Significant New Researcher Award

The significant new research award is given to a researcher who has made a recent, significant contribution to the field of computer graphics and is new to the field (i.e., received their Ph.D. or the equivalent up to seven years ago). The intent is to recognize people who have already made a notable contribution very early in their careers and are likely to make more. The award includes a $1,000 cash prize.

Current Recipient

Justin Solomon

MIT Computer Science and Artificial Intelligence Laboratory

ACM SIGGRAPH is pleased to present the 2022 Significant New Researcher Award to Justin Solomon for his outstanding contributions to geometry processing and its theoretical foundations. 

Justin leads the Geometric Data Processing group in the MIT Computer Science and Artificial Intelligence Laboratory (CSAIL).   His research focuses on geometric problems in graphics and machine learning, using tools from large-scale optimization, optimal transport, and differential geometry.  He is best known for his work transitioning optimal transport from theory to practice, addressing theoretical and algorithmic challenges in 3D shape analysis, and developing architectures for learning from geometric data.  In particular, his work with collaborators in graphics and other domains on Dynamic Graph CNNs for learning on point clouds, Functional Maps for computing soft correspondences between shapes, and Convolutional Wasserstein Distances for optimal transport on meshes and images have been very influential.

The impact of Justin’s research extends beyond computer graphics to machine learning, audio processing, vector graphics, computer vision, image processing, and a variety of other applications. For example, he applied geometric and statistical methods to study gerrymandering in political redistricting, and he used optimization algorithms to infer maps from volumes to flat templates in medical imaging.  His research widens the scope of applied geometry to benefit anyone using computers to analyze complex shapes, networks, maps, and other modalities.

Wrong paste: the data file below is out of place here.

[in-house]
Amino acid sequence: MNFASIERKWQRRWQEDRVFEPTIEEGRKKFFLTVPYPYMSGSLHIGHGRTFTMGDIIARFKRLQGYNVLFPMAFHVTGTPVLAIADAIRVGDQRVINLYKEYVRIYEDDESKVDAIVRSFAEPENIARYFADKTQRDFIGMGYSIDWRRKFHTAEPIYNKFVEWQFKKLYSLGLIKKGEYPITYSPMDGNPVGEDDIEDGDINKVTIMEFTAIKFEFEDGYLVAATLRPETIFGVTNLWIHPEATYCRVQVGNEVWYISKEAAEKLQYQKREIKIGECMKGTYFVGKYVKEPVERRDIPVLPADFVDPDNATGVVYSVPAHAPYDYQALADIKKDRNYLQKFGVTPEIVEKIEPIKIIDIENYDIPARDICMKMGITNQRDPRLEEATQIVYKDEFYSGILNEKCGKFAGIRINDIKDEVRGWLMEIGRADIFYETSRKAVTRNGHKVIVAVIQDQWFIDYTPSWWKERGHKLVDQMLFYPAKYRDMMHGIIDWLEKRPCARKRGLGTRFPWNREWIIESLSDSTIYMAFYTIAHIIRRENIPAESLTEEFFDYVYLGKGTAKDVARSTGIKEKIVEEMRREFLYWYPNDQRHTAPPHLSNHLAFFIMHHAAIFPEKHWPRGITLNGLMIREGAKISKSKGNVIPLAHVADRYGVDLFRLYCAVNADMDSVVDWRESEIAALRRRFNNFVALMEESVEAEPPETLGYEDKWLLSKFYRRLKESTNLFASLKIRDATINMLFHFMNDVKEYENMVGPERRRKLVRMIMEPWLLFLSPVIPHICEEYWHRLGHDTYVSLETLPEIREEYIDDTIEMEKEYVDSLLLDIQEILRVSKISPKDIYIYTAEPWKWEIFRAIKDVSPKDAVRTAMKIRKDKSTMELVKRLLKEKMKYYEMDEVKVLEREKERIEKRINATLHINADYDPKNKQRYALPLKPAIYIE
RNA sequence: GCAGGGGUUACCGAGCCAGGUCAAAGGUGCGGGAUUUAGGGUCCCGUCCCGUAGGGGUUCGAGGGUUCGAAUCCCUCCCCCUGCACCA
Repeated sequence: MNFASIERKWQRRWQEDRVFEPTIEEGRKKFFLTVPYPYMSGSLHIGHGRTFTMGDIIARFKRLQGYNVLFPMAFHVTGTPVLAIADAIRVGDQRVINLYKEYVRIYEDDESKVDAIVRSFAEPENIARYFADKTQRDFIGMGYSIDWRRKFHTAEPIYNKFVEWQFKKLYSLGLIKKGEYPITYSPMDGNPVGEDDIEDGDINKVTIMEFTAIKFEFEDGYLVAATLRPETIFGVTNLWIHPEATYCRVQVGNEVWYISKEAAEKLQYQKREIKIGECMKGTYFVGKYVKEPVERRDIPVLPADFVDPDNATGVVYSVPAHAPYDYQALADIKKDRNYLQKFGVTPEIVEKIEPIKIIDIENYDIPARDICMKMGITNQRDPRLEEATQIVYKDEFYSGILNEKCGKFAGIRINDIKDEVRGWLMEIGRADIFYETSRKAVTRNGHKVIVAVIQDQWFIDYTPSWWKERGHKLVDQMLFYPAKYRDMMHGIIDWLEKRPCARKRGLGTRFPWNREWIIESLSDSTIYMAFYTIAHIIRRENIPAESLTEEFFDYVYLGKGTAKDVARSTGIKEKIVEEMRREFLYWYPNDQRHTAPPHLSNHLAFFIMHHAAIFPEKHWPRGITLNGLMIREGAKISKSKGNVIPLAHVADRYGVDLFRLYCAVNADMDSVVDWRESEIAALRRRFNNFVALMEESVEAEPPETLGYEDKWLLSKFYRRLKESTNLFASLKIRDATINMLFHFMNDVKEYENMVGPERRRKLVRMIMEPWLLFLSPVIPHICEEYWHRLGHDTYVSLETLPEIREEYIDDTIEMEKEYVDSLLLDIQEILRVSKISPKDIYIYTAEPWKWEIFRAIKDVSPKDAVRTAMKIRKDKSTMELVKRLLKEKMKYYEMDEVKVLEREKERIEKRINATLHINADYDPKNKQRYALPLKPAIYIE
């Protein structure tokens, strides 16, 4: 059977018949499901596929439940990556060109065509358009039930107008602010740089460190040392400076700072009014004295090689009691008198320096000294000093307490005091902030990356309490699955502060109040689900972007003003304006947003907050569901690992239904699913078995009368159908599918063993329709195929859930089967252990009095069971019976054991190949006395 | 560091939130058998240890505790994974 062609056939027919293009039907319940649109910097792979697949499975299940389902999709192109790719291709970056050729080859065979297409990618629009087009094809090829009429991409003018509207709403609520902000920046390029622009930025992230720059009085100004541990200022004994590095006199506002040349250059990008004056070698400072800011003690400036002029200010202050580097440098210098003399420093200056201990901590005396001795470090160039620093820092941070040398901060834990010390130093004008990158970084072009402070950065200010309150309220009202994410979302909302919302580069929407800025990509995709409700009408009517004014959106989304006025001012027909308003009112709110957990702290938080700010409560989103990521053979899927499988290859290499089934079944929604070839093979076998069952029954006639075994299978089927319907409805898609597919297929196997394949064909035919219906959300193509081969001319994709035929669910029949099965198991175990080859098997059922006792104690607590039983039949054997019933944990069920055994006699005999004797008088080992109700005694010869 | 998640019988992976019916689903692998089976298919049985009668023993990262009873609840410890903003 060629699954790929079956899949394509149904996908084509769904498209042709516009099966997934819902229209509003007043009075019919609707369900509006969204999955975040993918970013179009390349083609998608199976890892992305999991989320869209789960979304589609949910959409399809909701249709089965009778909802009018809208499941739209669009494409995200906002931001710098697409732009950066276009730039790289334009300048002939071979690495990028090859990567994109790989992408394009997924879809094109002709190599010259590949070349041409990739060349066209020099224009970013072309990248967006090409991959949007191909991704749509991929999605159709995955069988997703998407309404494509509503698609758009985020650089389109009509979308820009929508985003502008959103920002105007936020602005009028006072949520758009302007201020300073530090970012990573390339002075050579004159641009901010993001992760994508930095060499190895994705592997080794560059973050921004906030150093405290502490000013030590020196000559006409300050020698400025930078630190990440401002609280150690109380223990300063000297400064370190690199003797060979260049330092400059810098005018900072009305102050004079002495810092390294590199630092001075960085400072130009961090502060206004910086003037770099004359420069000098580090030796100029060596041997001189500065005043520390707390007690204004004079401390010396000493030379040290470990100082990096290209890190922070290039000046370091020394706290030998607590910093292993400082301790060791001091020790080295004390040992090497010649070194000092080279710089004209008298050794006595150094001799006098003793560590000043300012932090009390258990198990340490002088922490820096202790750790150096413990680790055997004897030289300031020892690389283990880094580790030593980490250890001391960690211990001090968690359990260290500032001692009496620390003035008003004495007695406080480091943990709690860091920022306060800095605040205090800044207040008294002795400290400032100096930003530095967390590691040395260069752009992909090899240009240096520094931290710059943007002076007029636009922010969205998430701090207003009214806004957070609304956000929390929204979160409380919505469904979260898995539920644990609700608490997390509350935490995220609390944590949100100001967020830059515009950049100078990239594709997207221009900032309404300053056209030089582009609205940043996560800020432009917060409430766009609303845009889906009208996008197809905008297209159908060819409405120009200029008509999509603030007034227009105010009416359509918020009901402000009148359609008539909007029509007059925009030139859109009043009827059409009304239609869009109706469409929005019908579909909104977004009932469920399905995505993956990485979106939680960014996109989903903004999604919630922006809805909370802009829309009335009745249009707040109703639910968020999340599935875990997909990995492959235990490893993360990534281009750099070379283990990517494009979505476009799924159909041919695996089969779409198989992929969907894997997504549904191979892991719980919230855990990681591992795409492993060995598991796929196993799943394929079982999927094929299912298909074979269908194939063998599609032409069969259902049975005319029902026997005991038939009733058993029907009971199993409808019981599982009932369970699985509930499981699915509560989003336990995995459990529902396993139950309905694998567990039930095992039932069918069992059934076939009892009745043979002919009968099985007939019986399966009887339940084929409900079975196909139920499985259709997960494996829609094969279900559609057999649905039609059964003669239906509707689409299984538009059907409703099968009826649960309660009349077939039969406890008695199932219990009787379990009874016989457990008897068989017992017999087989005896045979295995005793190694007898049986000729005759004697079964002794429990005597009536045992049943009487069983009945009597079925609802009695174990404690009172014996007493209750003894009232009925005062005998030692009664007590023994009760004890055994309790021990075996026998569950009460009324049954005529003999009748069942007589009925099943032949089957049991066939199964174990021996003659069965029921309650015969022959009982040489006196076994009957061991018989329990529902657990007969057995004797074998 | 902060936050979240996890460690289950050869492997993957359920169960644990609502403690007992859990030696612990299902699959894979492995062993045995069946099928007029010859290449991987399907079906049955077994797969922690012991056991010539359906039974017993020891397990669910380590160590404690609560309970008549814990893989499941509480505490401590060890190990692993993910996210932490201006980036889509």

In addition to his research, Justin has made numerous contributions to the computer graphics community through leadership and service.  He is the founder and director of the Summer Geometry Initiative (SGI), a summer program that introduces a diverse group of scholars to research techniques in geometry processing and related computational and mathematical disciplines.   He is the author of a textbook titled Numerical Algorithms that provides a reference for numerical methods in geometry, graphics, and robotics.  He is an associate editor for ACM Transactions on Graphics and chairs the ACM SIGGRAPH Research Career Development Committee.   Finally, he won three teaching awards at MIT.

Justin received his PhD, MS, and BS in Computer Science and a BS in Mathematics, all from Stanford University.  He completed postdoctoral research in the Princeton Program in Applied and Computational Mathematics and interned at Pixar Animation Studios.

Previous Recipients

  • 2021 Jonathan Ragan-Kelley
  • 2020 Alec Jacobson
  • 2019 Wenzel Jakob
  • 2018 Gordon Wetzstein
  • 2017 Bernd Bickel
  • 2016 Chris Wojtan
  • 2015 Johannes Kopf
  • 2014 Noah Snavely
  • 2013 Niloy Mitra
  • 2012 Karen Liu
  • 2011 Olga Sorkine
  • 2010 Alexei Efros
  • 2009 Wojciech Matusik
  • 2008 Maneesh Agrawala
  • 2007 Ravi Ramamoorthi
  • 2006 Takeo Igarashi
  • 2005 Ron Fedkiw
  • 2004 Zoran Popović
  • 2003 Mathieu Desbrun
  • 2002 Steven J. Gortler
  • 2001 Paul E. Debevec

Nomination Procedure

ACM SIGGRAPH members are encouraged to nominate individuals for the Significant New Researcher Award by sending an email to the Technical Awards Chair ( before January 31 of each year.


  • Name, address, phone number, and email address of the nominator
  • Name and email address of the candidate
  • Suggested citation (maximum of 25 words)
  • Nomination statement (maximum of 500 words in length) addressing why the candidate should receive this award

Your nomination should describe a candidate’s most significant research contribution and its impact. The Technical Awards Committee uses nomination statements as the main basis for their selections, so a concise and clear statement is strongly encouraged.